A new study from the American Economic Association (AEA) examines the multi-state impact of electric cars on air pollution. The AEA notes that, while they don’t have the same visual impact of “a gas-guzzling SUV,” electric cars worsen air quality in states as far as hundreds of miles away.
More from AEA:
Electric cars are much cleaner, on the surface at least. They are often billed as “zero emissions vehicles” because they don’t emit any exhaust into the air. But the electricity used to power them has to be generated somewhere, and in certain parts of the United States the resulting power plants emissions might be worse than what’s coming out of the tailpipe.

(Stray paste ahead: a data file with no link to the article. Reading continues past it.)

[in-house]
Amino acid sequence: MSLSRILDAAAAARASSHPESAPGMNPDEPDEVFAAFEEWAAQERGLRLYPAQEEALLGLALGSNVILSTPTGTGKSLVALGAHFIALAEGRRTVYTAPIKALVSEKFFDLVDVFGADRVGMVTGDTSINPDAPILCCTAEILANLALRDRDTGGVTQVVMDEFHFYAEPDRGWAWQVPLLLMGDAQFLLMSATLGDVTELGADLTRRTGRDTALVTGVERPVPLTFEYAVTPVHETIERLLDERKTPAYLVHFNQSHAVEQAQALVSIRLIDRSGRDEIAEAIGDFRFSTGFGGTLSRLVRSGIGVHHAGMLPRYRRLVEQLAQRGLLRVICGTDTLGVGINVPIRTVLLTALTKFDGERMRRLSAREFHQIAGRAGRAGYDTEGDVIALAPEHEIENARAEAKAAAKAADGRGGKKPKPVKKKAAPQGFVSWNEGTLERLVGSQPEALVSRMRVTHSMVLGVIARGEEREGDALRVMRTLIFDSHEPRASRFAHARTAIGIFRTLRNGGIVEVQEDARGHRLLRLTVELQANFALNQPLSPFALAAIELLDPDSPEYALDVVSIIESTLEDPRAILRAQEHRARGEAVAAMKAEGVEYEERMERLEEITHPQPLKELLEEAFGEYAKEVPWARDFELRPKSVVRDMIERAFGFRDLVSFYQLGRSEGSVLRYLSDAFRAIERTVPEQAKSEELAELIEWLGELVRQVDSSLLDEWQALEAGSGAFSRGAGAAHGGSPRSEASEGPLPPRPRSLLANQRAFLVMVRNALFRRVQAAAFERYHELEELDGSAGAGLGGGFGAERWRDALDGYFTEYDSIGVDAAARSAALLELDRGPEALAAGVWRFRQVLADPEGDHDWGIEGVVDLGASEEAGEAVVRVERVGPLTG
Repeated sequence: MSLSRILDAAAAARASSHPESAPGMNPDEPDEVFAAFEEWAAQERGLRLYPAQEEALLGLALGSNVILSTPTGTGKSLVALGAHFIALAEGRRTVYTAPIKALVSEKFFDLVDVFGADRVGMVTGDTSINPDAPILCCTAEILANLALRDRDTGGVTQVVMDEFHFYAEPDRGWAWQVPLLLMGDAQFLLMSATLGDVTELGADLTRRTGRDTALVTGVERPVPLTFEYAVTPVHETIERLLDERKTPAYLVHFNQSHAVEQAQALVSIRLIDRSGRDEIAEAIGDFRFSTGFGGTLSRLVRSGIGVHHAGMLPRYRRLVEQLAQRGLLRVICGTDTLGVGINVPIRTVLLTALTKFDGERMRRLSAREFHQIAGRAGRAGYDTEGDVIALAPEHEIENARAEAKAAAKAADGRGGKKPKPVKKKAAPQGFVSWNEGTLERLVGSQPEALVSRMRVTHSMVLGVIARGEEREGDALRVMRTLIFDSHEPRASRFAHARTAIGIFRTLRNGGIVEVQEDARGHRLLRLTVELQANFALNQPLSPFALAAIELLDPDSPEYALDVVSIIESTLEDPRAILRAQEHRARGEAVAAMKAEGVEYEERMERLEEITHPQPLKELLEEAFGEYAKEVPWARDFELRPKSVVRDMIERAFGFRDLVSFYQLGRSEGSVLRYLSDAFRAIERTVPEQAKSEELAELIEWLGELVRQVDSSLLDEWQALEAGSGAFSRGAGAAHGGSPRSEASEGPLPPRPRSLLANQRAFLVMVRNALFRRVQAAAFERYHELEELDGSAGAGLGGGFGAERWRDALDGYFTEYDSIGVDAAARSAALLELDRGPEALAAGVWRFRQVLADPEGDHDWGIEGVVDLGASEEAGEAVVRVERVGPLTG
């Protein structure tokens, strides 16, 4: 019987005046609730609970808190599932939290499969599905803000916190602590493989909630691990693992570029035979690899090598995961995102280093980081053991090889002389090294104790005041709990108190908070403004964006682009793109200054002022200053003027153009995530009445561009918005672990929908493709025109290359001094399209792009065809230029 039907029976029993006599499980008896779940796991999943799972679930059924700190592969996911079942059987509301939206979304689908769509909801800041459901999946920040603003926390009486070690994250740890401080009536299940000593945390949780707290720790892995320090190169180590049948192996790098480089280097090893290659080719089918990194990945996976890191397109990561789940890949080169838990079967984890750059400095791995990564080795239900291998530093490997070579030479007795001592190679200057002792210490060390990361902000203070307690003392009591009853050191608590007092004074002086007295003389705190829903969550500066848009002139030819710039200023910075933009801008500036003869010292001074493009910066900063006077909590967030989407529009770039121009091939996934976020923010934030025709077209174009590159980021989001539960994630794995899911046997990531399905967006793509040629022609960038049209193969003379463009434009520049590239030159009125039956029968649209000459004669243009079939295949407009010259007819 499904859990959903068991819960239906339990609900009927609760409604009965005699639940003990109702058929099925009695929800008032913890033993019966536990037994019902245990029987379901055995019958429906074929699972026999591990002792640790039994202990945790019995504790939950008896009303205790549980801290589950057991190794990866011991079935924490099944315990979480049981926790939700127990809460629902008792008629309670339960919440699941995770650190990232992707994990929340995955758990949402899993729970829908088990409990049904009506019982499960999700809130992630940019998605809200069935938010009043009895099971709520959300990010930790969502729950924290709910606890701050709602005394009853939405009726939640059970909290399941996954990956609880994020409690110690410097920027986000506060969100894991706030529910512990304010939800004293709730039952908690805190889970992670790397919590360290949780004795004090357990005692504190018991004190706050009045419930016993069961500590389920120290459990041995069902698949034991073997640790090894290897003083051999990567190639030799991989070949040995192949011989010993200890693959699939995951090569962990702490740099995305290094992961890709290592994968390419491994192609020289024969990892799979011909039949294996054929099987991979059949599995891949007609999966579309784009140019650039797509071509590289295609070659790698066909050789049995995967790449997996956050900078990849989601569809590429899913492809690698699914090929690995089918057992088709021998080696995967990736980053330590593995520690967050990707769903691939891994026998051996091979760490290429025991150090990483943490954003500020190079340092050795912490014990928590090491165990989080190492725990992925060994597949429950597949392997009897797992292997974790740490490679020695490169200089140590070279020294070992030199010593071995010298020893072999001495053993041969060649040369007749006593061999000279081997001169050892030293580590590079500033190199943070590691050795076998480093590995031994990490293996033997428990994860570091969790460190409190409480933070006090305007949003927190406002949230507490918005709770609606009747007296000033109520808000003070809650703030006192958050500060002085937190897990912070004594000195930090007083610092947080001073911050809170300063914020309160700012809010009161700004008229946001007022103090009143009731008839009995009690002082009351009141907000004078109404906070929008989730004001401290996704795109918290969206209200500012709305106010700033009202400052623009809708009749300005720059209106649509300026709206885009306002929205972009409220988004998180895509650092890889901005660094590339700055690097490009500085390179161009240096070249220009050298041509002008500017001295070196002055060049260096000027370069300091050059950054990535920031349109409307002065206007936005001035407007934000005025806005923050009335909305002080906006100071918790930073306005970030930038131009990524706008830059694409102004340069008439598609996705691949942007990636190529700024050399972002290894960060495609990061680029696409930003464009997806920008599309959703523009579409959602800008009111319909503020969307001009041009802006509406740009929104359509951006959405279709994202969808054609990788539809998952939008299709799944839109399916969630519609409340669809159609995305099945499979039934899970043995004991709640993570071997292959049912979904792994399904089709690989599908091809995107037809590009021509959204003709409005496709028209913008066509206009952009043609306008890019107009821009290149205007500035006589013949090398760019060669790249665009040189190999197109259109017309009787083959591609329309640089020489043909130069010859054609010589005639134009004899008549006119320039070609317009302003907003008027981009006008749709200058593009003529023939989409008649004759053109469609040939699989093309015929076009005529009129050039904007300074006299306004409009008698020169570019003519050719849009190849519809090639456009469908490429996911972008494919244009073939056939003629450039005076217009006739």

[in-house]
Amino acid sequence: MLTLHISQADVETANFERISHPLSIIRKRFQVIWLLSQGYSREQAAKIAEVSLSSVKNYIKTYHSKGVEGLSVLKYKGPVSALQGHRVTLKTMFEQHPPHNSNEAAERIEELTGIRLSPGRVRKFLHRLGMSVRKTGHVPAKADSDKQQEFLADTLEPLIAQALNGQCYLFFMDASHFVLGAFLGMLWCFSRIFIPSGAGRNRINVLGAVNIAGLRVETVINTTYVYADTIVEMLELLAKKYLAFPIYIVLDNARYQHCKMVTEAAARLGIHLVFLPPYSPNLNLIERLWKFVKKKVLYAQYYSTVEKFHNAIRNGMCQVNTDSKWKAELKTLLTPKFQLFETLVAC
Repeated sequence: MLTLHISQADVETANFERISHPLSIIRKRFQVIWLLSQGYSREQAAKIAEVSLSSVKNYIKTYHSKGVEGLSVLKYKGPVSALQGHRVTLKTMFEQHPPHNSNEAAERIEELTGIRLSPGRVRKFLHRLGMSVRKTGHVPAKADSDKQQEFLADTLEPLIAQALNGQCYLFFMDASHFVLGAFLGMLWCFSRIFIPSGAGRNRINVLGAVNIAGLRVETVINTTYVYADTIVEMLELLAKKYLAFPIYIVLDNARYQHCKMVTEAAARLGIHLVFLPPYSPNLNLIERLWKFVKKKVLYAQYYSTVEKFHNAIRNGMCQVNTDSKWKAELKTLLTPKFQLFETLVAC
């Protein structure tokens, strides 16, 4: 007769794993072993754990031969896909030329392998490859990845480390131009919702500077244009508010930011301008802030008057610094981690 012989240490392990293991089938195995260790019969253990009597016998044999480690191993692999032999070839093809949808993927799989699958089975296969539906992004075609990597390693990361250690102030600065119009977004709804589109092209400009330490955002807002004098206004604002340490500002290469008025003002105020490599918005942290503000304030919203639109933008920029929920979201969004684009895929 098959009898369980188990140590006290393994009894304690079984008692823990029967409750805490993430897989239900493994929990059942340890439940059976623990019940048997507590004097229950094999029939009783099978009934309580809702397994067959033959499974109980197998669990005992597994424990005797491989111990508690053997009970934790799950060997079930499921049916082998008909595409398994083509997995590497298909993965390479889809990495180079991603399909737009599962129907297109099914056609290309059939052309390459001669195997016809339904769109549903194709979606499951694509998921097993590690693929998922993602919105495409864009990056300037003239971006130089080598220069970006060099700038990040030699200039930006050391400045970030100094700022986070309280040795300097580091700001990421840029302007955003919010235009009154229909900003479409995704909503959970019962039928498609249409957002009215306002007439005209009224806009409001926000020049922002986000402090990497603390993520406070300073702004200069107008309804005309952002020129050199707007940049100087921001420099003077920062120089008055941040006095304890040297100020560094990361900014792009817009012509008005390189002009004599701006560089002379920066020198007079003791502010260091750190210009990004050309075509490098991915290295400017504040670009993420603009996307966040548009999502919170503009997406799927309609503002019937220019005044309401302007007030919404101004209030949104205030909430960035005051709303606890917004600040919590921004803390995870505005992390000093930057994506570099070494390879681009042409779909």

AEA uses a stark example of an electric vehicle in Atlanta making the air quality worse in northern Maine:
With electric cars (right map), the particulate matter emissions aren’t as severe in any one county. But thanks to the interconnected power grid in the eastern U.S., areas as far away as Minneapolis or northern Maine suffer slightly worse air quality when electric cars in Atlanta power up.
Electric vehicle proponents like Elon Musk receive billions in subsidies from the federal and state governments. Sadly, studies like this and others are showing an inconvenient truth that these very subsidies may be contributing to pollution across the country.